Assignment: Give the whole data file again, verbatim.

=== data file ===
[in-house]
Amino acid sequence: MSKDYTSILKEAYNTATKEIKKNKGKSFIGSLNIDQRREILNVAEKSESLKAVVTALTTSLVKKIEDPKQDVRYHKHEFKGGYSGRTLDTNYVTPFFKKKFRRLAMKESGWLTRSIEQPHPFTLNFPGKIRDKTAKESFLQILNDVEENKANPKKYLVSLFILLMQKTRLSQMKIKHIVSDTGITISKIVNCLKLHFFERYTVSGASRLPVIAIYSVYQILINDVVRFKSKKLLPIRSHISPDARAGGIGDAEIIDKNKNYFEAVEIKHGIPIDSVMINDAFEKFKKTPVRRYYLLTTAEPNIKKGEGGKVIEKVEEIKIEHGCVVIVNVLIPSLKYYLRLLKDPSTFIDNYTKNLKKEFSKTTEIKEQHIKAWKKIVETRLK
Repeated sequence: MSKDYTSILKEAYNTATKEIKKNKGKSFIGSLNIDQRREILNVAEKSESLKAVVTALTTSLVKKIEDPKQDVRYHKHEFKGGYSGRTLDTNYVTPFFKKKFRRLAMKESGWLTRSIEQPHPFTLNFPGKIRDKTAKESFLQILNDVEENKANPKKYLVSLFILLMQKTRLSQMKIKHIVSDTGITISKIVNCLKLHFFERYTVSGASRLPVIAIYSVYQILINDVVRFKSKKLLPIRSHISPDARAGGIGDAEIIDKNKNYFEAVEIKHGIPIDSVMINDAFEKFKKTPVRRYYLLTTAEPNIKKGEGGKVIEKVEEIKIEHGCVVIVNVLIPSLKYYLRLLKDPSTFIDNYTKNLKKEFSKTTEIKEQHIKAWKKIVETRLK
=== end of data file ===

[in-house]
Amino acid sequence: MSKDYTSILKEAYNTATKEIKKNKGKSFIGSLNIDQRREILNVAEKSESLKAVVTALTTSLVKKIEDPKQDVRYHKHEFKGGYSGRTLDTNYVTPFFKKKFRRLAMKESGWLTRSIEQPHPFTLNFPGKIRDKTAKESFLQILNDVEENKANPKKYLVSLFILLMQKTRLSQMKIKHIVSDTGITISKIVNCLKLHFFERYTVSGASRLPVIAIYSVYQILINDVVRFKSKKLLPIRSHISPDARAGGIGDAEIIDKNKNYFEAVEIKHGIPIDSVMINDAFEKFKKTPVRRYYLLTTAEPNIKKGEGGKVIEKVEEIKIEHGCVVIVNVLIPSLKYYLRLLKDPSTFIDNYTKNLKKEFSKTTEIKEQHIKAWKKIVETRLK
Repeated sequence: MSKDYTSILKEAYNTATKEIKKNKGKSFIGSLNIDQRREILNVAEKSESLKAVVTALTTSLVKKIEDPKQDVRYHKHEFKGGYSGRTLDTNYVTPFFKKKFRRLAMKESGWLTRSIEQPHPFTLNFPGKIRDKTAKESFLQILNDVEENKANPKKYLVSLFILLMQKTRLSQMKIKHIVSDTGITISKIVNCLKLHFFERYTVSGASRLPVIAIYSVYQILINDVVRFKSKKLLPIRSHISPDARAGGIGDAEIIDKNKNYFEAVEIKHGIPIDSVMINDAFEKFKKTPVRRYYLLTTAEPNIKKGEGGKVIEKVEEIKIEHGCVVIVNVLIPSLKYYLRLLKDPSTFIDNYTKNLKKEFSKTTEIKEQHIKAWKKIVETRLK